Although IBS – like symptoms can be provoked in individuals who malabsorb lactose, sorbitol or fructose, the exclusion of lactose, sorbitol or fructose in established IBS sufferers has not produced any conclusive benefits.[169] However, the low FODMAP (Fermentable Oligo-Saccharides, Disaccharides, Monosaccharides And Polyols) diet builds further on the strategy of excluding poorly absorbed fermentable carbohydrates in an attempt to improve IBS symptoms.[170] The low FODMAP diet specifically limits the intake of poorly absorbed short chain carbohydrates which would induce luminal distension by promoting osmosis and colonic gas production.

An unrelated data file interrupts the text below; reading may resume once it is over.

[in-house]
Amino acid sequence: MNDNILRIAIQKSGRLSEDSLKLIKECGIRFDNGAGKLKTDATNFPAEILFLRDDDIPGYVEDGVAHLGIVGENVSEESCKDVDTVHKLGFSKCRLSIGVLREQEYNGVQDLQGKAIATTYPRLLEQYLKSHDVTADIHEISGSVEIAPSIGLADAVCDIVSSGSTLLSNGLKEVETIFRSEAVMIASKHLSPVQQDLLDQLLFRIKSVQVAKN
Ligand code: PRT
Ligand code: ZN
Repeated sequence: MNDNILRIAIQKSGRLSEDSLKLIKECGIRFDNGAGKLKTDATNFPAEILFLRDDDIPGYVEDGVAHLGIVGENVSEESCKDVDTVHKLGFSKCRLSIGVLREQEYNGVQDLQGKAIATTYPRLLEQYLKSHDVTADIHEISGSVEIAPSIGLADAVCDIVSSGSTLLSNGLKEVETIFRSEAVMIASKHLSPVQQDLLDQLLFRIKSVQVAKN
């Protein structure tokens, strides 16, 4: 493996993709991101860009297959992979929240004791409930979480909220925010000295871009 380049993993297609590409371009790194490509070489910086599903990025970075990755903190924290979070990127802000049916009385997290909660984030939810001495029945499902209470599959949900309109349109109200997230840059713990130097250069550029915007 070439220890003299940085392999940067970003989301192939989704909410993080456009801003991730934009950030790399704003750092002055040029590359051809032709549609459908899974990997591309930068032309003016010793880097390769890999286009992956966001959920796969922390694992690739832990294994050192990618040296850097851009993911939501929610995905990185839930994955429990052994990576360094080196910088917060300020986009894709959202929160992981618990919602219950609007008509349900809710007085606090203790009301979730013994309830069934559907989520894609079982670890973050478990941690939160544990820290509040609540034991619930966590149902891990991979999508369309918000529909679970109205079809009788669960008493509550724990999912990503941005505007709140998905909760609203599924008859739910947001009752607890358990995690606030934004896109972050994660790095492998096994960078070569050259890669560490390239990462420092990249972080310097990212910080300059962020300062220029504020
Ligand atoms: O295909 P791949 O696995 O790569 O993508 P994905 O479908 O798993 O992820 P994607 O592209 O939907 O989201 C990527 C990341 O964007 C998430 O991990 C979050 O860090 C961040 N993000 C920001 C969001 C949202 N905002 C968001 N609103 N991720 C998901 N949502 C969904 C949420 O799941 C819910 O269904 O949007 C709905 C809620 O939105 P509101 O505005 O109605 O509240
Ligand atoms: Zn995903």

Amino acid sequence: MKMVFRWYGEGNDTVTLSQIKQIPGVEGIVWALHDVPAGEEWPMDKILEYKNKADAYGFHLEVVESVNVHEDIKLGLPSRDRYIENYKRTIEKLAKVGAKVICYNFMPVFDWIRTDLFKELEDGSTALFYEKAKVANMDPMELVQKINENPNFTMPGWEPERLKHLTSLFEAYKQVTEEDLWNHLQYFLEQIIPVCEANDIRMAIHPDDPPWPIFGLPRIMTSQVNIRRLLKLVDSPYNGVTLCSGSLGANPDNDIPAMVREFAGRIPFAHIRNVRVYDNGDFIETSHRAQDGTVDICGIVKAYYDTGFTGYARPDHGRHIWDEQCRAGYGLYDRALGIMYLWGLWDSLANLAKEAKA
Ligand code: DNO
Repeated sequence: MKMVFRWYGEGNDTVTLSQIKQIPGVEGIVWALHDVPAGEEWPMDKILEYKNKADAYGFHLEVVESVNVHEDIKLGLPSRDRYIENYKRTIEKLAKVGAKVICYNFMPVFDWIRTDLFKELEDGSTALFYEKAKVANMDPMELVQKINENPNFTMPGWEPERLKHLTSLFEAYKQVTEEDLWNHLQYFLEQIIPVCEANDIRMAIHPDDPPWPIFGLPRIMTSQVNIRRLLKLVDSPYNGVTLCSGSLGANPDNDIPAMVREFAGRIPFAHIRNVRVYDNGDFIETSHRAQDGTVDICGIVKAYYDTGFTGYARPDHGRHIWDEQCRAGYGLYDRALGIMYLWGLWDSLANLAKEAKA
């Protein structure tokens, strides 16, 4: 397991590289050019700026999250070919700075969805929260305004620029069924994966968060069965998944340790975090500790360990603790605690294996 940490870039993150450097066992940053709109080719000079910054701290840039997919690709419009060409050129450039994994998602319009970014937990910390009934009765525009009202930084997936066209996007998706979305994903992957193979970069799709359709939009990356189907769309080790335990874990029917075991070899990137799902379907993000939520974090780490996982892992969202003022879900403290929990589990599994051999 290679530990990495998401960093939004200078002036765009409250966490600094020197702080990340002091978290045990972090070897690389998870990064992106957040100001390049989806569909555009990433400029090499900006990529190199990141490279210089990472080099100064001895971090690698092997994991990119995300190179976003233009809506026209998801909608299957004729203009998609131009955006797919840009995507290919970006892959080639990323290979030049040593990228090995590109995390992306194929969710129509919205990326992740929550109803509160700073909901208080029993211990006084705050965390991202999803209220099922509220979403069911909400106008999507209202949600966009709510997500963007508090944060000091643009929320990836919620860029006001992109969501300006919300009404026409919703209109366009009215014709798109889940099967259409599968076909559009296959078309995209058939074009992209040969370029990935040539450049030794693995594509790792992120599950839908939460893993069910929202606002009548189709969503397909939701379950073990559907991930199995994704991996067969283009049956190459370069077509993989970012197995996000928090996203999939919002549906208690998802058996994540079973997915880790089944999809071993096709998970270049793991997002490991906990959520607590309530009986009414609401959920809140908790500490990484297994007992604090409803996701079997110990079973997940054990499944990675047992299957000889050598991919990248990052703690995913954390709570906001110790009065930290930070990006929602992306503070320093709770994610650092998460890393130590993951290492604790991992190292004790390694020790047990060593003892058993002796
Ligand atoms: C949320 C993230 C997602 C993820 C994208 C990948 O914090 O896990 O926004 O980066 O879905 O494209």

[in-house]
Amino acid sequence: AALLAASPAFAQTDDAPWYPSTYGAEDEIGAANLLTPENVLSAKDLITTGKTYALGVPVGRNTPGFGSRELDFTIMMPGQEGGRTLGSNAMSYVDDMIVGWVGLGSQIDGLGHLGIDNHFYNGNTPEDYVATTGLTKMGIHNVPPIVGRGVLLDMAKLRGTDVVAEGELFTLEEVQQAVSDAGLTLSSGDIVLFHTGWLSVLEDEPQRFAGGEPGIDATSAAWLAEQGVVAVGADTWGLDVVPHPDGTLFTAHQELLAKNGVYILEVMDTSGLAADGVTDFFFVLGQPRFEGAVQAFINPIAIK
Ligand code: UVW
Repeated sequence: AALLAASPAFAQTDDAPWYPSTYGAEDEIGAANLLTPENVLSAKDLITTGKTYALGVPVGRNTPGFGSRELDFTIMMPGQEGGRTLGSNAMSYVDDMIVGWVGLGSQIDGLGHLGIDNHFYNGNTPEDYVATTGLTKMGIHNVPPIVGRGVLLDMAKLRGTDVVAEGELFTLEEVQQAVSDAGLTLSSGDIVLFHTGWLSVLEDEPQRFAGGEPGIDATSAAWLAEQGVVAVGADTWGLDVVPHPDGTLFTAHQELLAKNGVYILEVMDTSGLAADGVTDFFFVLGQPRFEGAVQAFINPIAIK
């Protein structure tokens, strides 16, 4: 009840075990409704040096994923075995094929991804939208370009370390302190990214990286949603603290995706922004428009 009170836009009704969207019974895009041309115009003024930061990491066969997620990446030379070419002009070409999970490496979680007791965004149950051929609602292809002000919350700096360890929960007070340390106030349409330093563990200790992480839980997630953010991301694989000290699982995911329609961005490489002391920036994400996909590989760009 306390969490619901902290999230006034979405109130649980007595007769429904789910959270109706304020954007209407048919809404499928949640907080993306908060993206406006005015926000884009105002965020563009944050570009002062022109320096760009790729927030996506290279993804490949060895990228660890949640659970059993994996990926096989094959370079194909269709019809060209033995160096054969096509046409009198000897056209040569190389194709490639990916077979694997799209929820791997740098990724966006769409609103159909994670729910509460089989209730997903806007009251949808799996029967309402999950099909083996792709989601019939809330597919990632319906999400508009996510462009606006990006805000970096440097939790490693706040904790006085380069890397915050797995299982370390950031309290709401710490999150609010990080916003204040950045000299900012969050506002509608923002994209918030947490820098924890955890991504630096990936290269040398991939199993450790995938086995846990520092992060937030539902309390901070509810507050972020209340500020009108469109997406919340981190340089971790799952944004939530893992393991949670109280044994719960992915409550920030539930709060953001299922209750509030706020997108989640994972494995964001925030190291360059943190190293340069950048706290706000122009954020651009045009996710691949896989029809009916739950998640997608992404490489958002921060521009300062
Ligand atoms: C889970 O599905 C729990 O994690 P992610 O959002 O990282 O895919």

FODMAPs include fructans (many vegetables, wheat, barley, rye), galactans (beans/pulses), polyols (found in many fruits) lactose, fructose and many artificial sweeteners. Increasing the dietary intake of FODMAPs worsens IBS symptoms.[171] Controlled trials have now shown that IBS symptoms can be improved by following a low FODMAP diet.[172,173] However, the diet is restrictive and supervision by a trained dietician is needed.